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Thursday, March 25, 2010

2006 Antica Terra Pinot Noir

Antica Terra is a Willamette Valley Pinot Noir that is made by Maggie Harrison, who was the assistant winemaker at the famed Sine Qua Non and apprenticed under Manfred Krankl for ten years. I'm sure she would like us to focus on the quality of her new wine and not so much the reputation of her previous employer and the wines she no longer makes.

Antica Terra is a 40 acre parcel located in Willamette Valley's Eola-Amity Hills AVA. The vineyard was originally planted in 1989, and when Maggie and her partners acquired the parcel in 2005 they began to further the develop the estate by updating the rootstock and fine tuning the clonal selections.

As for the availability of this wine in the retail market, I believe it's mailing list only.....??

On the nose I get a quite distinct Oregon "terroir" and soil component that is surrounded by hearty and rich fruit aromas of black cherry and raspberry pie. There's a salty-playdough type thing going on as well that I think is quite interesting. Reminds me a bit of certain Syrah's I've smelt......over-extraction perhaps?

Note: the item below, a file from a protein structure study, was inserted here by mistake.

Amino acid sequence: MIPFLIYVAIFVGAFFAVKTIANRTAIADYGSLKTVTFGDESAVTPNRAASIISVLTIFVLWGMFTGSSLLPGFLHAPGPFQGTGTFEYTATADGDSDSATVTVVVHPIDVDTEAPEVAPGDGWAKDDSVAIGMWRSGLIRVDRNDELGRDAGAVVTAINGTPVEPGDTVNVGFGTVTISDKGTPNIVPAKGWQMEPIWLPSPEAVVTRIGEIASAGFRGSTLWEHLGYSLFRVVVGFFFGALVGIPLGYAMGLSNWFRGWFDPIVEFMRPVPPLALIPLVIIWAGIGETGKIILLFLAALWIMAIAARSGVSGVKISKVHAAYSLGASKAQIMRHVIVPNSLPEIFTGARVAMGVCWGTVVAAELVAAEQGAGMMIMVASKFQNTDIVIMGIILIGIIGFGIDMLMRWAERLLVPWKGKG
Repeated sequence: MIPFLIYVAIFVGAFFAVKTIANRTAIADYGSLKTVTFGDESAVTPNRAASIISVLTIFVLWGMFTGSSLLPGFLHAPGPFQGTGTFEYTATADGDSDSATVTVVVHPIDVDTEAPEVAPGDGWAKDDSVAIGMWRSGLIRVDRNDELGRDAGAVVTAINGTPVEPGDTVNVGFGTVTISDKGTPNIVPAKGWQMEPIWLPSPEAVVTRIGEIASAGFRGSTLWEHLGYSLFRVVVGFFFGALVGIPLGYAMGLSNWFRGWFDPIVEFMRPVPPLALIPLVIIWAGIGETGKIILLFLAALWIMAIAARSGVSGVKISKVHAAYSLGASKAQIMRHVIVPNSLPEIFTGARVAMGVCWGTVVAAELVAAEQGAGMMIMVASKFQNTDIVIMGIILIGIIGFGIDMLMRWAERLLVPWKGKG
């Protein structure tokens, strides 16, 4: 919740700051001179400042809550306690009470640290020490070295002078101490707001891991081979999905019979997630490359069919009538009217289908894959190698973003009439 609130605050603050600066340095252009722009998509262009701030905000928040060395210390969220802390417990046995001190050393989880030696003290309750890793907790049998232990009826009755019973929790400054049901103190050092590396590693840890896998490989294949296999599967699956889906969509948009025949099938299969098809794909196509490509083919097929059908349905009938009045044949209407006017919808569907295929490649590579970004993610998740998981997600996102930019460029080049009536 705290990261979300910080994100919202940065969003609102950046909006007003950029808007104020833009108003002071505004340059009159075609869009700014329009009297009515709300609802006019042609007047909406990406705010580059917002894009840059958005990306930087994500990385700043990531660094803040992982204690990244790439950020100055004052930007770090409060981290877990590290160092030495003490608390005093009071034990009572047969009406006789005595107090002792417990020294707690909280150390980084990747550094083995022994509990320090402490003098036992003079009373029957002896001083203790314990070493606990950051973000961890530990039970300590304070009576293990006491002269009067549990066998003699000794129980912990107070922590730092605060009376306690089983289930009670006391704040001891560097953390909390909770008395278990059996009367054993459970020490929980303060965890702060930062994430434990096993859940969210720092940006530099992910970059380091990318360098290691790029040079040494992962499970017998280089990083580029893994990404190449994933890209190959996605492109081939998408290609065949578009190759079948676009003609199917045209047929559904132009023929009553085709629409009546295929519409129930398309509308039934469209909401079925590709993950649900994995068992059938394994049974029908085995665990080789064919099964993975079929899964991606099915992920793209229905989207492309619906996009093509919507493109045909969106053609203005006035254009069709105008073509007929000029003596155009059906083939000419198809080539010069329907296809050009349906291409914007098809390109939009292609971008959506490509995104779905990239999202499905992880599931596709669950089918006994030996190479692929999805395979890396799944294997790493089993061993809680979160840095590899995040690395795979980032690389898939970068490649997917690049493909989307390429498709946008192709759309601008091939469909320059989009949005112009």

On the palate the wine is rich, round, and massively extracted. The color alone gives you the impression that this wine was made with lots of skin contact and modern day winery techniques. The tannins are very prevalent still, but also quite silky in nature. Flavors of raspberry and cherry dominate proceedings and slight hints of soil and herb also linger about.

My initial impression with this wine is that it's well crafted. However, having tasted so much Willamette Valley Pinot Noir over the last few years, I'm confident in expressing that this wine is somewhat atypical of the regions natural intonation. Whereas most Oregon Pinot Noir relies on delicacy and grace, my opinion is that the tone of this wine is dictated by innovation. Cool stuff, but not my style. 87 points

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Scott said...

I got the same impression from an Erath 2006 Hyland Pinot that I had this weekend. It was really good, but lacked some of the finesse that great Willamette Valley pinots can have.

 
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